New Dementia Treatments | Backbench Business | Westminster Hall debates

It is a pleasure to serve under your chairship this afternoon, Mr Sharma. I congratulate the right hon. Member for Ashford (Damian Green) on securing this very important debate and on his excellent speech. I learned a few things from that speech, and I had thought I was quite well informed on the developments in dementia research.

As some people may know, my mum, Angela, was diagnosed with Alzheimer’s disease when she was 64. I, along with my stepfather and brother, cared for her until she died in 2012. It was that experience that drove me, first of all, to be the first MP to become a Dementia Friends champion. As the right hon. Member knows, I was subsequently elected as co-chair of the all-party parliamentary group on dementia.

When we talk about dementia, we are using a collective term that covers the common symptoms associated with a range of brain diseases. The most common of them is Alzheimer’s disease, but there are dozens of others. My mother-in-law was diagnosed with vascular dementia in her 80s, and there is also dementia with Lewy bodies, frontotemporal dementia and, as I say, dozens of other conditions. Each of those diseases has a different pathology and, as a consequence, the specific therapies that we are talking about today will not necessarily be appropriate for them; they will need to develop their own specific therapies.

I absolutely agree with the right hon. Member for Ashford that this is a time of hope, because we are making groundbreaking discoveries and there have been developments in the therapies. I also totally concur with him about the importance of prevention. We know that what is good for our heart is good for our head as well. The previous debate that you were chairing, Mr Sharma, was about smoking and tobacco use; we know that has a significant impact on dementia prevalence.

I will reiterate some of the points that the right hon. Gentleman made about dementia. First, on prevalence, there are 900,000 people living with dementia in the UK, and that is likely to increase. I will pick him up on his point that life expectancy is increasing. It is not increasing; it is flatlining and has been since 2017. In areas such as mine, it is actually going down. The prevalence of dementia is reflected in that trend. I point people to the excellent work of Professor Sir Michael Marmot, who this week published his update that the picture is not changing, unfortunately.

People with dementia account for more than 70% of those in residential care homes over the age of 65, and 60% of those receiving home care. As we will have seen from today’s NHS performance data, it is estimated that a quarter of NHS beds are occupied by people with dementia, who remain in hospital on average twice as long as people who do not live with the condition. Again, I agree with the right hon. Gentleman that, unfortunately, that reflects the crisis we have in social care. We just cannot discharge people from hospital knowing that they are not going to have the support that they need, whether that is in the community or in specialist residential care beds. In addition to his point about NICE, we also need to be serious about the future of social care reforms, particularly the reforms recommended back in 2015 by Andrew Dilnot.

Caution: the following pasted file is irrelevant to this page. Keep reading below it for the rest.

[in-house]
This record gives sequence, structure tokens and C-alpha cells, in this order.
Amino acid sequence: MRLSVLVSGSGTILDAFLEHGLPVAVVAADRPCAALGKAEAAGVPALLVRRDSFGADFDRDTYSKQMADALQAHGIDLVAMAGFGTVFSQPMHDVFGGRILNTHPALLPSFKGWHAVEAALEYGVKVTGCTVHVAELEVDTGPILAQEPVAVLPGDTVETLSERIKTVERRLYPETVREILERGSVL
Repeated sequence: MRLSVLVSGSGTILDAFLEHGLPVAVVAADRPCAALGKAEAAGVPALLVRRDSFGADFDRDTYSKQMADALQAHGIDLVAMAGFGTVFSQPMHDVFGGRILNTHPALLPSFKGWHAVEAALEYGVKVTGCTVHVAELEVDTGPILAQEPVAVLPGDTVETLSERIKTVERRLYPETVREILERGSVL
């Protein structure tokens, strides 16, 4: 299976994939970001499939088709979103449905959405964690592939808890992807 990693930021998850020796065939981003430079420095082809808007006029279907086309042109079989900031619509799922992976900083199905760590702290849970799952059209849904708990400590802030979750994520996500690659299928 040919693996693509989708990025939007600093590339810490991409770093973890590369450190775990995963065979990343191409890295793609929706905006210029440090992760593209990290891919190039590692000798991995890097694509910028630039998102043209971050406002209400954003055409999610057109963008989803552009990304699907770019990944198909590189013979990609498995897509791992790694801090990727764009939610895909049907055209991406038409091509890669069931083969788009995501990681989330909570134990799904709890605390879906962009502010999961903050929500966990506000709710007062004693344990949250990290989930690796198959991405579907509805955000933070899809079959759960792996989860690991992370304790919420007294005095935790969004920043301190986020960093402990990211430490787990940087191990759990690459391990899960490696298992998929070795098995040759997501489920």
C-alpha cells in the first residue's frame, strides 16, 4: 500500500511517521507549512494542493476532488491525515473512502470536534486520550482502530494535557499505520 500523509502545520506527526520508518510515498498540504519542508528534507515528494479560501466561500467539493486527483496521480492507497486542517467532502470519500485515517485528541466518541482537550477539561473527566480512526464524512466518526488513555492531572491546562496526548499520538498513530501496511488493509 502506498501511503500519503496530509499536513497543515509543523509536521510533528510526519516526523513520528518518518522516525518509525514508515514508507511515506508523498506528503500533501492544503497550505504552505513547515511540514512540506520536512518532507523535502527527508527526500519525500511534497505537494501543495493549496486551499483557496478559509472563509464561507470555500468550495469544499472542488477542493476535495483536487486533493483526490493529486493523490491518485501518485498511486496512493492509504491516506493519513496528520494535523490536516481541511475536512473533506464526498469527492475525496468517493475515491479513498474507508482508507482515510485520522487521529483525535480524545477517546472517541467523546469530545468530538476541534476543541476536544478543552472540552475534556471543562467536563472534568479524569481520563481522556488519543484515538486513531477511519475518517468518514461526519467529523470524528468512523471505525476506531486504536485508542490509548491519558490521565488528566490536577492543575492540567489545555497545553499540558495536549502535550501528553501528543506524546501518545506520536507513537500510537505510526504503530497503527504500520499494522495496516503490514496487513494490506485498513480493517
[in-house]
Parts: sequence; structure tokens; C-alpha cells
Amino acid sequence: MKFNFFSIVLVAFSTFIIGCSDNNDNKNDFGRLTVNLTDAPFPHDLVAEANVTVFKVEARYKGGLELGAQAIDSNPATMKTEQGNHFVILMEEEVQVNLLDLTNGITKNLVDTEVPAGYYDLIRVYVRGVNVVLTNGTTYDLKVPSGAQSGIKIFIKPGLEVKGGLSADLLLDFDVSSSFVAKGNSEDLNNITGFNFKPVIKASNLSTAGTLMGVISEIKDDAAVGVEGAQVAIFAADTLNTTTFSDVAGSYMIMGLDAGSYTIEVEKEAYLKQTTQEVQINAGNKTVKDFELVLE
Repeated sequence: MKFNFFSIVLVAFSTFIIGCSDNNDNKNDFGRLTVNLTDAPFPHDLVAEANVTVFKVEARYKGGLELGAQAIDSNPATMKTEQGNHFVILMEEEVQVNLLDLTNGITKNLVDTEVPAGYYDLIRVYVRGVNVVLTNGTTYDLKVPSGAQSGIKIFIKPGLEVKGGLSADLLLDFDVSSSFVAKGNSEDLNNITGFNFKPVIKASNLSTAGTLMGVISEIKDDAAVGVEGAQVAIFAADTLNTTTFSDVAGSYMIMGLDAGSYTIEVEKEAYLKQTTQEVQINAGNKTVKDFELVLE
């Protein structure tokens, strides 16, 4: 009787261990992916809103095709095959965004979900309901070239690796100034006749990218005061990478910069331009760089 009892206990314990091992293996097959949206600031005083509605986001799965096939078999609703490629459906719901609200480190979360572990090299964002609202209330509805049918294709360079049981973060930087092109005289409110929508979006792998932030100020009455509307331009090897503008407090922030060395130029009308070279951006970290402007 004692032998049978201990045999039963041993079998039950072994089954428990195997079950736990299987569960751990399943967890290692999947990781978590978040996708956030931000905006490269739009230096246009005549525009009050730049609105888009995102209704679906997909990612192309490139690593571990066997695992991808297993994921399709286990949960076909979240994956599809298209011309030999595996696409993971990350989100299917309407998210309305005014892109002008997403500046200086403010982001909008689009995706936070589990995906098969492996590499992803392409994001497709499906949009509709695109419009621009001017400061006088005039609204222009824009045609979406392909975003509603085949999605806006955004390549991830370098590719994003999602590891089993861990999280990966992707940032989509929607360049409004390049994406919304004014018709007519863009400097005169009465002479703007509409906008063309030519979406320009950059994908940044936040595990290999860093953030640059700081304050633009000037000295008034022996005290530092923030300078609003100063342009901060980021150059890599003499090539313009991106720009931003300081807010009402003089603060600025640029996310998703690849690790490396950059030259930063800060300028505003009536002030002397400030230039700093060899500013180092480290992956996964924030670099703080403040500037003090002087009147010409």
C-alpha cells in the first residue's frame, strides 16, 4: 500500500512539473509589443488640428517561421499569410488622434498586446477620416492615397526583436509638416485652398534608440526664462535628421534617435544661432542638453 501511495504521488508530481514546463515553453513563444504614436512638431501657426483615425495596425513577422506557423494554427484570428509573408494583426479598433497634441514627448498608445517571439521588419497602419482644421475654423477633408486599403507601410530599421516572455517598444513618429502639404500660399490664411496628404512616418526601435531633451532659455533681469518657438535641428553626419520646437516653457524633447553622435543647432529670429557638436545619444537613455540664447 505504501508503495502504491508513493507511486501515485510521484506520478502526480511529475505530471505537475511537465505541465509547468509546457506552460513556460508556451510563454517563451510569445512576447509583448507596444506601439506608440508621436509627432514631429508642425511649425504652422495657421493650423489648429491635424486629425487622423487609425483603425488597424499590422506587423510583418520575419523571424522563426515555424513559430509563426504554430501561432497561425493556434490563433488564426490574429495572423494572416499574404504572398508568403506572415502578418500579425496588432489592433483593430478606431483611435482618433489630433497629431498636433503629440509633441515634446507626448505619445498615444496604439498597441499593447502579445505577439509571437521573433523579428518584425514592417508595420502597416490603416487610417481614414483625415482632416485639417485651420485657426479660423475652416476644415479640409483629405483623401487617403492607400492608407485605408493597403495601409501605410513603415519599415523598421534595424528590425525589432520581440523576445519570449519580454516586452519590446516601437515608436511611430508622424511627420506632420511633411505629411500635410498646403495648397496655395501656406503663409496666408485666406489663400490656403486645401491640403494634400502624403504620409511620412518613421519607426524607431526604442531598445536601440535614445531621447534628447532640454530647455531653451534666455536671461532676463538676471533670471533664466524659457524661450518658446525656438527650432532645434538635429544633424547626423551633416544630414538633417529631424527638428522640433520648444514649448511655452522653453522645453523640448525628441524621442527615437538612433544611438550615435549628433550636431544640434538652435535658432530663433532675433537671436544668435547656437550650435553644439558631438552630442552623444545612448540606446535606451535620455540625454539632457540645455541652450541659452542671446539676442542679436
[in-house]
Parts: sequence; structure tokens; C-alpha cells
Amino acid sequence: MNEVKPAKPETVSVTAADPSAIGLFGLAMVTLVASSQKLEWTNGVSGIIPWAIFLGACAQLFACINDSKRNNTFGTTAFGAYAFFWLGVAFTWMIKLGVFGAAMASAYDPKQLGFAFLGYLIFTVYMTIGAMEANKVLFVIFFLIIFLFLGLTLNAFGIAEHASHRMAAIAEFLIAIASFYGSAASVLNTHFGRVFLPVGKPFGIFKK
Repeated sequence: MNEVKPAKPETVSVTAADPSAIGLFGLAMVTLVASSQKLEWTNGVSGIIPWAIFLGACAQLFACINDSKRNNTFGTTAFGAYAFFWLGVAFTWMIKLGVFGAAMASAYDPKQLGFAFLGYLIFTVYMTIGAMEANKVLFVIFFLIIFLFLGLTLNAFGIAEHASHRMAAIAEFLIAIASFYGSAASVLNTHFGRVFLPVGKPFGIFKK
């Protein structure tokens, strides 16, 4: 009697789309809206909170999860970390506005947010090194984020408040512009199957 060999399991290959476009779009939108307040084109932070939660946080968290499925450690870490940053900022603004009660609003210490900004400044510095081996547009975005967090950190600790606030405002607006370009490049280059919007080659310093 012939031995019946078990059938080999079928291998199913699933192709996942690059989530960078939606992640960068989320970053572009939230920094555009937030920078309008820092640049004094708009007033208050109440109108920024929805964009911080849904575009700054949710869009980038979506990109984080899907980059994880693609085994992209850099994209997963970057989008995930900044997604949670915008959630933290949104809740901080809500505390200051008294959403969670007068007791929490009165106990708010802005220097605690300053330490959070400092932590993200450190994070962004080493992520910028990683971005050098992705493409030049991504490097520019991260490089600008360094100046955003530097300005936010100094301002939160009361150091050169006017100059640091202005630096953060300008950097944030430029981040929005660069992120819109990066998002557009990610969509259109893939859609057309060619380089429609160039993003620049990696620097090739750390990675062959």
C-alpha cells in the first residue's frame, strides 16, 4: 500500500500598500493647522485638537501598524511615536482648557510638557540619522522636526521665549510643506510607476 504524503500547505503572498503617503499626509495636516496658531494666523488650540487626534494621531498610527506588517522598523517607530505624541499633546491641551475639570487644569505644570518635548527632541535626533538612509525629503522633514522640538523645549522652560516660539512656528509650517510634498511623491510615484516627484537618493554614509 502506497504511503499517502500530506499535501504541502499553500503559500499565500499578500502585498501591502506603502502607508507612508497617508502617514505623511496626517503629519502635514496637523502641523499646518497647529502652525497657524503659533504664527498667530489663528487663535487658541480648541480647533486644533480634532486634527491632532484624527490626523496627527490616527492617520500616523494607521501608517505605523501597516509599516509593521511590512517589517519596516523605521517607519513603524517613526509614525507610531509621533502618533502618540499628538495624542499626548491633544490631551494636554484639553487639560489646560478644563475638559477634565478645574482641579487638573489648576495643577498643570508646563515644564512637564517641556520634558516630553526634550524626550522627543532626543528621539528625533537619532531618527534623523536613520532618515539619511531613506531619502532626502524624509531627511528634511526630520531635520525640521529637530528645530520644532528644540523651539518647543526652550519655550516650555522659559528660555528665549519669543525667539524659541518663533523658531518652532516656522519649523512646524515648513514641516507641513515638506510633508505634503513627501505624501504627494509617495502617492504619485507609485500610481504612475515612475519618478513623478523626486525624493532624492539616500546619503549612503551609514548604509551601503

Most importantly, we need to recognise that dementia is now the UK’s biggest killer. It has overtaken heart disease and cancer as the biggest killer in the country. We also need to understand that dementia is not a natural and automatic part of ageing. Although, yes, because we are an ageing society, there will be an increase in the prevalence of dementia, it does not mean that we automatically get it as we get older. It is clear that dementia is the most significant health and social care challenge of our time.

I was disappointed that dementia has not had the political priority that it deserves. I was disappointed that the Government decided to absorb dementia into the major conditions strategy, and not give it the focus and attention that it deserves for all the reasons that the right hon. Gentleman has given. Unfortunately, that reflects a number of things, not least what is wrong with our political system and the short termism driven by where we are in the political cycle.

Despite the serious challenges, this is an incredibly exciting time for dementia research. I advise people to look at the all-party parliamentary group’s report on dementia research, which we conducted a couple of years ago. It went right through all the developments, from prevention and looking at biomarkers all the way through to the quality of care and the evidence base around that. There is a lot to be excited about.

In the past 18 months, we have seen the announcement of two effective disease-modifying treatments for early-stage Alzheimer’s that have been proven to slow the progress of the disease by 20% to 40%. That is really significant, and I share everybody’s excitement about it. Lecanemab and donanemab target and remove a protein called amyloid, which is what builds up in our brain and is harmful to it. It basically stops neurones communicating —not just with each other in the brain, but with all different parts of the body as well. They are really important drugs that will reduce the build-up, or clogging-up, of the neurones. As an aside, when I was undertaking personal care for my mum as she got to the late stages of her life—lifting her, lifting her head, and so on—I could feel the change in the shape of her head, because her brain was shrinking; it was just imploding on itself. I hope that gives a sense of what is happening in somebody with Alzheimer’s and of the ravages of the disease.